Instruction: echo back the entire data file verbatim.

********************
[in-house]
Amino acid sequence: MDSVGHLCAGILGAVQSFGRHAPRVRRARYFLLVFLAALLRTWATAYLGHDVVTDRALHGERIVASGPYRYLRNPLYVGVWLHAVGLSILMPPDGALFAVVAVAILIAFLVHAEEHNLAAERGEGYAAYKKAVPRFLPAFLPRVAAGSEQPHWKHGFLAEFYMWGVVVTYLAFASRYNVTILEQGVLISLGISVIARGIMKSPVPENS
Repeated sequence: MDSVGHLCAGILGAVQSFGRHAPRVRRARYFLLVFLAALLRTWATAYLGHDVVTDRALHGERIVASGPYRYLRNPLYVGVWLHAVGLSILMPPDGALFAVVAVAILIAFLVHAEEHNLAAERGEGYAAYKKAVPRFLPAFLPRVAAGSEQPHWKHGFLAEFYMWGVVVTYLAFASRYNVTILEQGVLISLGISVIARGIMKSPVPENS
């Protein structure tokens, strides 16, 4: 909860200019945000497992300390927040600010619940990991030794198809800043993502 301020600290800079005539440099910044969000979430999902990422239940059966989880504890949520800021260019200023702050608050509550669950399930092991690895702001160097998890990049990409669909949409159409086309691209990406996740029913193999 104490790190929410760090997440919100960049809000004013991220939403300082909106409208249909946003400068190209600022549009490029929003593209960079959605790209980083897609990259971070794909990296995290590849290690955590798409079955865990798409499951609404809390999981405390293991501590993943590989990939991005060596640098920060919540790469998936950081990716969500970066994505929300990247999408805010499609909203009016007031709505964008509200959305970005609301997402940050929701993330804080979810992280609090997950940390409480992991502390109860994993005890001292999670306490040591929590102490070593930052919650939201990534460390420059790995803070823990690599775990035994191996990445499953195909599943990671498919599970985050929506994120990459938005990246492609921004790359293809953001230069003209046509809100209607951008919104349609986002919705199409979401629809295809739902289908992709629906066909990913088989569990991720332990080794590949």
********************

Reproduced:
[in-house]
Amino acid sequence: MDSVGHLCAGILGAVQSFGRHAPRVRRARYFLLVFLAALLRTWATAYLGHDVVTDRALHGERIVASGPYRYLRNPLYVGVWLHAVGLSILMPPDGALFAVVAVAILIAFLVHAEEHNLAAERGEGYAAYKKAVPRFLPAFLPRVAAGSEQPHWKHGFLAEFYMWGVVVTYLAFASRYNVTILEQGVLISLGISVIARGIMKSPVPENS
Repeated sequence: MDSVGHLCAGILGAVQSFGRHAPRVRRARYFLLVFLAALLRTWATAYLGHDVVTDRALHGERIVASGPYRYLRNPLYVGVWLHAVGLSILMPPDGALFAVVAVAILIAFLVHAEEHNLAAERGEGYAAYKKAVPRFLPAFLPRVAAGSEQPHWKHGFLAEFYMWGVVVTYLAFASRYNVTILEQGVLISLGISVIARGIMKSPVPENS
């Protein structure tokens, strides 16, 4: 909860200019945000497992300390927040600010619940990991030794198809800043993502 301020600290800079005539440099910044969000979430999902990422239940059966989880504890949520800021260019200023702050608050509550669950399930092991690895702001160097998890990049990409669909949409159409086309691209990406996740029913193999 104490790190929410760090997440919100960049809000004013991220939403300082909106409208249909946003400068190209600022549009490029929003593209960079959605790209980083897609990259971070794909990296995290590849290690955590798409079955865990798409499951609404809390999981405390293991501590993943590989990939991005060596640098920060919540790469998936950081990716969500970066994505929300990247999408805010499609909203009016007031709505964008509200959305970005609301997402940050929701993330804080979810992280609090997950940390409480992991502390109860994993005890001292999670306490040591929590102490070593930052919650939201990534460390420059790995803070823990690599775990035994191996990445499953195909599943990671498919599970985050929506994120990459938005990246492609921004790359293809953001230069003209046509809100209607951008919104349609986002919705199409979401629809295809739902289908992709629906066909990913088989569990991720332990080794590949």